A credit score is more than just a number tucked away in some credit agency’s files. Poor credit can hinder car loans, mortgages and school options, ratchet up interest rates and push life goals out of reach.
Experts recommend a number of steps to improve your credit score, whether you’re struggling with debt or you’re a new Canadian on the hunt for employment.
In either case, step one is to check your credit report by contacting a credit bureau — either Equifax Canada or TransUnion Canada — identify any errors in your borrowing history and work to correct them, as they can drag down your score.
If you’re dealing with out-of-control debt, step two is to evaluate your accounts and develop a repayment plan — especially collection items — possibly closing some credit accounts, says Jacqui Allard, who oversees personal financing products at the Royal Bank of Canada.
“Outstanding debt payments are one of the biggest drivers of a poor credit score. If you’re able, pay your bills to bring your accounts up to date. If you can’t, speak with your creditors to let them know you want to pay your obligations and set up a repayment plan,” she said.
“Pay down the debt with the highest interest rate first. Make at least the minimum payments on all of your cards or loans, but put the largest amount of available cash on your most expensive debt.”
Paying a collection agency debt in full will remove the negative effect on your credit report in about three years. Settling with a credit agency for less than the amount owed will also put you in the clear, but will stain your report for its full six- or seven-year tracking period, according to Scott Hannah, chief executive of the Credit Counselling Society, based in the Vancouver area.
For new Canadians, the first move is to open a Canadian bank account and start building credit history after speaking with an adviser free of cost.
“I can’t overstate the value of managing your bank account properly,” Hannah said.
Regular deposits into a savings account along with a chequing account that stays in the black will add to your credibility.
Instalment loans or a secured credit card offer a gateway to credibility with a low barrier to entry. Secured credit cards work like regular ones, but require a security deposit equal to the credit limit, and work as a stepping stone to an unsecured credit card.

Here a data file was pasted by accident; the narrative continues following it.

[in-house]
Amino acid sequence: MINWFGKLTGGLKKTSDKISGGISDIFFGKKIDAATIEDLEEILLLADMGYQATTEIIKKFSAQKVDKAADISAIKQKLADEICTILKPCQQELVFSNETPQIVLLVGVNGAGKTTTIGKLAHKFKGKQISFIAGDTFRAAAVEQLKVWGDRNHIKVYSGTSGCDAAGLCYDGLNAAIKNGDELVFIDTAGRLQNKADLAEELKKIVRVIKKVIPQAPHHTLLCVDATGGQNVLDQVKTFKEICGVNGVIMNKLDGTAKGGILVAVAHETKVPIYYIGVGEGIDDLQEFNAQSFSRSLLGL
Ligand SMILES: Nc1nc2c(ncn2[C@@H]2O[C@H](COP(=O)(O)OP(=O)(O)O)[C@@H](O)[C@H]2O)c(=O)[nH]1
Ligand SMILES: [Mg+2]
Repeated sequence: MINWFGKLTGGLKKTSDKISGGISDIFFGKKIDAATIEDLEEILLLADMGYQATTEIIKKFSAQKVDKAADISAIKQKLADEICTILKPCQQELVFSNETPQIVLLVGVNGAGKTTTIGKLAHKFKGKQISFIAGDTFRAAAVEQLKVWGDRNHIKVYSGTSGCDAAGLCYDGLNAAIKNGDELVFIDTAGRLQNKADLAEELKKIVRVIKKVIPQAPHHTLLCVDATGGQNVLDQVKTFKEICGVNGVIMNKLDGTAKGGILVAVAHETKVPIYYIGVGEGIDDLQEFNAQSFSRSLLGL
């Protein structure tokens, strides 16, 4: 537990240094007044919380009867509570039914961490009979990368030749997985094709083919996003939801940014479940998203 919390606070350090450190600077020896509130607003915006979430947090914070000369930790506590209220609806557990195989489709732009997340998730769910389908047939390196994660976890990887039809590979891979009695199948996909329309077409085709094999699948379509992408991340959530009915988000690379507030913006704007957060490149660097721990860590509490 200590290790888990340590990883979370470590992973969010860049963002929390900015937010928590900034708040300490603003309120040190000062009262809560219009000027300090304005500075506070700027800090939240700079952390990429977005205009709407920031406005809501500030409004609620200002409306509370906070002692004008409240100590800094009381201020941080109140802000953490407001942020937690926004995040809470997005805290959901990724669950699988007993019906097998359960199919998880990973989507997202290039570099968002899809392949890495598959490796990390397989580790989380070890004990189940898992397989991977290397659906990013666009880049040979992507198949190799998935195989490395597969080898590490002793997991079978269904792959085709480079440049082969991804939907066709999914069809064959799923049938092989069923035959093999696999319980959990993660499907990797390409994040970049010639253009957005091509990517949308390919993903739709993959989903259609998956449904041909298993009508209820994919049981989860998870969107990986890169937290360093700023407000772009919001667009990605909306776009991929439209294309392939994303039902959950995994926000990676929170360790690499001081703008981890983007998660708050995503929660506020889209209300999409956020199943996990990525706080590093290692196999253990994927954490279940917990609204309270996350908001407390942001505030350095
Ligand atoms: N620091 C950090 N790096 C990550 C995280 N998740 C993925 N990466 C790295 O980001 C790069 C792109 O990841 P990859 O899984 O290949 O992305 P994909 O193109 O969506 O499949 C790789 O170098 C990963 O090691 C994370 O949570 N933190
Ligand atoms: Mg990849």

Maintaining a low outstanding balance in relation to the borrowing cap on a credit card or line of credit will bolster your rating, Hannah said.
“Any time you owe approximately 50 per cent or more of your credit limit, it starts to have a negative impact on your credit score. So pay down your credit,” he said.
That’s why credit card owners should accept higher borrowing ceilings when offered — assuming they trust their self-restraint — he added. Other fast-track credit-building tactics include getting a loan with a co-signer or borrowing money and swiftly paying it.
Punctual payments, whether on loans or cellphone bills, are a must, as payment history factors in to credit scores.
Multiple credit applications within one year work to your detriment, notes Simon Prefontaine, a financial planner with Lafond Financial Services.
For home hunters with checkered borrowing histories, he suggests going to a mortgage broker who will check their score only once, rather than making the rounds at individual banks.
Car loans may be easier to get secure than mortgages, but both can come with hefty interest rates, Prefontaine warned.
“If you’re getting a mortgage, then it’s pretty much yes or no. If it’s no, then you’re stuck with the B lenders with a higher interest rate,” he explained.
“With the car loan industry, your credit score can actually go pretty low,” he said. Prefontaine explained that dealerships have higher interest rates because the risk is higher due to the possibility of default and to asset depreciation.
Hannah stressed “living within your means.”
“More often it’s individuals who are in such a hurry to get re-established and take on more credit who find themselves in trouble later on, because problems come up they didn’t expect,” he said.
“Being patient pays off in the long term.”
Christopher Reynolds, The Canadian Press